Every year, we get some great questions to our Ask BHP Survey from aspiring authors who follow us on social media, including this one: “I wonder about the process of finding new voices. How does an unpublished author stand out when you probably see hundreds of proposals?”
For context, I’m on our marketing team, so I only see book proposals at one of the last stages in the “will I get a contract?” process: publication board, or pub board. By that point, the manuscript has already impressed one of our acquisition editors, been reviewed by some test readers, and gotten the thumbs up from the editorial team. At pub board, the editor has to convince marketers like me, sales team members, and executives that the project is worth investing in. We talk not just about literary merit, but things like sales history, expected print quantities, and cold, hard cash.
Pretty intimidating, huh? So I completely understand the desire to stand out in the crowded market of traditional publishing. There’s lots of advice I could give here, including:
- Show that you understand the publishing market (know your terms, join writing groups/associations, make your book proposal professional).
- Have a well-thought out marketing section, which can include endorsements, promotions, platform numbers, local media or book events, and launch team efforts.
- Make sure you’ve taken time to perfect the craft of writing so those sample chapters absolutely sparkle.
While all of those things are important, something I’ve thought about recently when pitching our 2020 debut novels for reviews and other media coverage is that publishers (and readers) are looking for projects that are both familiar and new. Let me explain what I mean by that.
Familiar: This is what makes your book something that you can demonstrate people will want to buy and read…because people are buying and reading stories similar to it. An editor picks up on these aspects of the story to pitch it to the often-skeptical sales team. They’ll say things like, “This book has a similar theme/style/setting to [famous bestseller]” or “Readers who enjoy [trope or genre] will love this” or “This one has a strong Hallmark Christmas movie feel.” Your proposal will need to make some connections to entertainment that your target audience is loving.
Because of this, as a brand-new author, now might not be the time to break every rule/preference possible in an attempt to be different. Your Bronze Age superhero novel set in Antarctica with haiku chapter openers from the point of view of a talking elephant might cross the line from being unique to being un-sellable.
New: It’s also easy to identify a manuscript that tried too hard to play things safe. Whether the author is unconsciously imitating favorite authors or intentionally adding in time-tested plots and reactions, it’s possible for a story to be too familiar. Characters are often predictable and even boring, and the ending, while probably happy, falls flat.
In contrast, a project that has a few unique aspects is one that attracts our attention—if we think it will attract readers’ attention. Doing something different just to be different—“In my contemporary romance, all of the main characters die at the end!”—isn’t the goal. Doing something different that, mentioned on the back cover of the book, would make a reader intrigued enough to read the book is.
If all of that is still too abstract, let me explain by using the examples from the four debut novels we’re publishing in 2020. (Also a note that this is higher than our average number of debuts; the number is usually 1-2.) These books all had other factors in their favor, including strong writing and savvy authors. But from my point of view, here’s what each novel brought to the table in terms of familiar and new, points that were very clear in their book proposals.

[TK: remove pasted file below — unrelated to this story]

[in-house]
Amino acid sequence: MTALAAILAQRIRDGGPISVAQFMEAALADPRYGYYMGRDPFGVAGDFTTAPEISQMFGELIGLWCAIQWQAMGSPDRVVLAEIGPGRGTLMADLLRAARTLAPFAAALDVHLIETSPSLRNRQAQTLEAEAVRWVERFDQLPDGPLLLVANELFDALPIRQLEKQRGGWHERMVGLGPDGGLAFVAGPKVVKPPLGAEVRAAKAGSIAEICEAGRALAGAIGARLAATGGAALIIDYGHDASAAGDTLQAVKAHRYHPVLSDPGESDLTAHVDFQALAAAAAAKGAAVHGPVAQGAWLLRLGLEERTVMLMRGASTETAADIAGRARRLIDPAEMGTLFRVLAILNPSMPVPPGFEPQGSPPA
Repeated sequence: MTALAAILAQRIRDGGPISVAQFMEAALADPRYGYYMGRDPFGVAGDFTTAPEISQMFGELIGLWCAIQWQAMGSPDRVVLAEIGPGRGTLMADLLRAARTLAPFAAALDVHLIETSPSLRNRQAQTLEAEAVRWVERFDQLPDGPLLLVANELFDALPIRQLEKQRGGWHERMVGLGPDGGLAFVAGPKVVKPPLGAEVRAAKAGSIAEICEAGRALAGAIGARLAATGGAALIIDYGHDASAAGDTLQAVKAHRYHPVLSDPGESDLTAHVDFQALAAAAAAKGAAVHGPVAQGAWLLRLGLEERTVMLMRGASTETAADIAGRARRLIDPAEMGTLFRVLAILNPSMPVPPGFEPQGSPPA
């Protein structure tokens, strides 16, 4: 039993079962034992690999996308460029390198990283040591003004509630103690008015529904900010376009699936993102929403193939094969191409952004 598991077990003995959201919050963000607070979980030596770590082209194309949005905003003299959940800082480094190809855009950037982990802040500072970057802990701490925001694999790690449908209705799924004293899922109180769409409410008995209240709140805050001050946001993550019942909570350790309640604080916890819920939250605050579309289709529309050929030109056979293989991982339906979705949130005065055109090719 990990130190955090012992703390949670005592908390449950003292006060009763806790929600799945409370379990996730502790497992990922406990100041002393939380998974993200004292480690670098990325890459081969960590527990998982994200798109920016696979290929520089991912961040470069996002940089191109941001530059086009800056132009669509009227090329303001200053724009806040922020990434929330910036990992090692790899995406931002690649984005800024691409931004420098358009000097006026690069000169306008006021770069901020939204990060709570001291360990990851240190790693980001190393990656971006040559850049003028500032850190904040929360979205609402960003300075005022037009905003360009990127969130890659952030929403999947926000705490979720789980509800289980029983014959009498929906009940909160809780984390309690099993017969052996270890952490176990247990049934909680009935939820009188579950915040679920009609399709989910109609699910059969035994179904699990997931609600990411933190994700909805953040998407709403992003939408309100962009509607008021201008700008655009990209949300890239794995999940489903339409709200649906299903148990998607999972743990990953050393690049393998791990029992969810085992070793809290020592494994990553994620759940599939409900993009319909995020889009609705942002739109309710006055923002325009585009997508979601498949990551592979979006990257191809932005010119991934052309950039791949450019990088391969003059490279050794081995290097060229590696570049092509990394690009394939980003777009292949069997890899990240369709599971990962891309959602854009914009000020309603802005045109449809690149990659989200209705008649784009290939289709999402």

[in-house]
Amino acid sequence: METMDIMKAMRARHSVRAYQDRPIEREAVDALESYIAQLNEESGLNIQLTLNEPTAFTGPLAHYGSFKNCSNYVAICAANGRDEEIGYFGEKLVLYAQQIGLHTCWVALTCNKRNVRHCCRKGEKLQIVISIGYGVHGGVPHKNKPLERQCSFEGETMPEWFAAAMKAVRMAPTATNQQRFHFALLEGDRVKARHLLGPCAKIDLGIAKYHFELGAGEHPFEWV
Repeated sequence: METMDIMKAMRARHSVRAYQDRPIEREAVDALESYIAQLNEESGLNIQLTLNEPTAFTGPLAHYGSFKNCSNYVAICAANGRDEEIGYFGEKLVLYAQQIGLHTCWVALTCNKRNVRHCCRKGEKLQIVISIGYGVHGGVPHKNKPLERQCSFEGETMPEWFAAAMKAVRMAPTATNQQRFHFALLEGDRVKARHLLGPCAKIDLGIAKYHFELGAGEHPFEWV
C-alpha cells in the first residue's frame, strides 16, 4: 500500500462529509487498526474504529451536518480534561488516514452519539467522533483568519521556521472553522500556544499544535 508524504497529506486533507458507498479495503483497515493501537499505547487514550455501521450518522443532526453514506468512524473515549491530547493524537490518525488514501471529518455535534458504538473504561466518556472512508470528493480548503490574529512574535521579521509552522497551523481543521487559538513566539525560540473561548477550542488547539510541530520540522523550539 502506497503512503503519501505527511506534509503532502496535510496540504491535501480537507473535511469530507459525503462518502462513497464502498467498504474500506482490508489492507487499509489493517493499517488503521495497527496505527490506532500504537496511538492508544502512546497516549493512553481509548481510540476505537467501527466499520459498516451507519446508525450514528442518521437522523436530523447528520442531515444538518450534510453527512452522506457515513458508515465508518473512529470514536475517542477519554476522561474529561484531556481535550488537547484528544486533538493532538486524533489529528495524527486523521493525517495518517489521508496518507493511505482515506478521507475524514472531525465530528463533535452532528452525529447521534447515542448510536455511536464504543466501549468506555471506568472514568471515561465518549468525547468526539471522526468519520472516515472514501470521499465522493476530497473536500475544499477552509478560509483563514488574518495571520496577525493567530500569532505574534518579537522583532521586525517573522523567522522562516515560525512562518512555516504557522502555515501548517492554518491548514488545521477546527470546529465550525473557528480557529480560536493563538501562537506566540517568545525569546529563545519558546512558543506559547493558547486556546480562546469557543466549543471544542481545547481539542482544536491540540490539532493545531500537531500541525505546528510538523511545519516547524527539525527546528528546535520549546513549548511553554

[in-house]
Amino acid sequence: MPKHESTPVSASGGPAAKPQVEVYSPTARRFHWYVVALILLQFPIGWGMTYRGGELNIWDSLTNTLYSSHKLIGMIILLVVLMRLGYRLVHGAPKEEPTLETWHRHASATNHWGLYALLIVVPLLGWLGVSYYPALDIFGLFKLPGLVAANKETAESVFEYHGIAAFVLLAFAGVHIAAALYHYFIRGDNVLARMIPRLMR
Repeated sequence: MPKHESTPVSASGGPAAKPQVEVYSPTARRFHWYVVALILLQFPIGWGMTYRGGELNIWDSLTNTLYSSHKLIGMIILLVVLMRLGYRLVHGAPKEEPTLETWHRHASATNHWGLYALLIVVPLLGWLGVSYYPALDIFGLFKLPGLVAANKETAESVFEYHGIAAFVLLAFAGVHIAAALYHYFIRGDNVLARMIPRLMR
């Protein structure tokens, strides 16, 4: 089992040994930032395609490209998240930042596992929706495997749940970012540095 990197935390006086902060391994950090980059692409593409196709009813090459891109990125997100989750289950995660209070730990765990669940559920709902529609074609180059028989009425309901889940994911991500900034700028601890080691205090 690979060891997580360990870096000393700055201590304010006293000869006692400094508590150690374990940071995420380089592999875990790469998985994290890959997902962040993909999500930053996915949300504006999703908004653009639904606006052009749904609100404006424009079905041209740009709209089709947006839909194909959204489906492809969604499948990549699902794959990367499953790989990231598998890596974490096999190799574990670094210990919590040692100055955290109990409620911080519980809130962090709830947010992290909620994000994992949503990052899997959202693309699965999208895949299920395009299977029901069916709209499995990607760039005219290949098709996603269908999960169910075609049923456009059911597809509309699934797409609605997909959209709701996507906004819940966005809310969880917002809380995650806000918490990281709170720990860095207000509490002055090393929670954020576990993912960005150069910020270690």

A Mosaic of Wings by Kimberly Duffy
Familiar: A historical novel with a romance plot, the heroine is a strong woman ahead of her time
New: Over half of the book is set in India (a place the author loves), the heroine is an entomologist (studies and sketches insects), potential for other India-connected novels to follow this one
The Sowing Season by Katie Powner (releases October 2020)
Familiar: Contemporary fiction, addresses themes of growing older and growing up
New: Shows an inter-generational friendship between neighbors (a retired farmer and a teenage girl, who are the point-of-view characters), strong writing voice
Things We Didn’t Say by Amy Lynn Green (releases November 2020)
Familiar: Set during WWII, a popular era for historical fiction.
New: Epistolary (told entirely in letters), about the little-known German POW camps in America during WWII, the romance subplot hero is a Japanese American training to be a spy/negotiator
The Dress Shop on King Street by Ashley Clark (releases December 2020)
Familiar: Dual-time where the contemporary characters try to solve a mystery of the past
New: Retro fashion theme and well-realized Southern setting, deeply relatable characters who have had their dreams delayed, both timelines are equally interesting
Remember, though, that your manuscript might have solidly hit on both familiar and new and still not find the publishing home you dreamed about. Sometimes our team turns down projects because the writing isn’t quite at the level we’d like to see, or because we have an author writing something similar in six months, or because the theological slant, genre, or tone just isn’t what we’re looking for at the moment.
That said, this is a great way to start—thinking about your story in a marketing mindset will help you know how to pitch it in meetings with editors and agents. Whether you’re wondering which idea to write next or how to present your completed manuscript in a proposal, try to find that balance between familiar and new.
Take a look at your bookshelf and find a book you’ve enjoyed recently. What about it fits into “familiar” and “new”?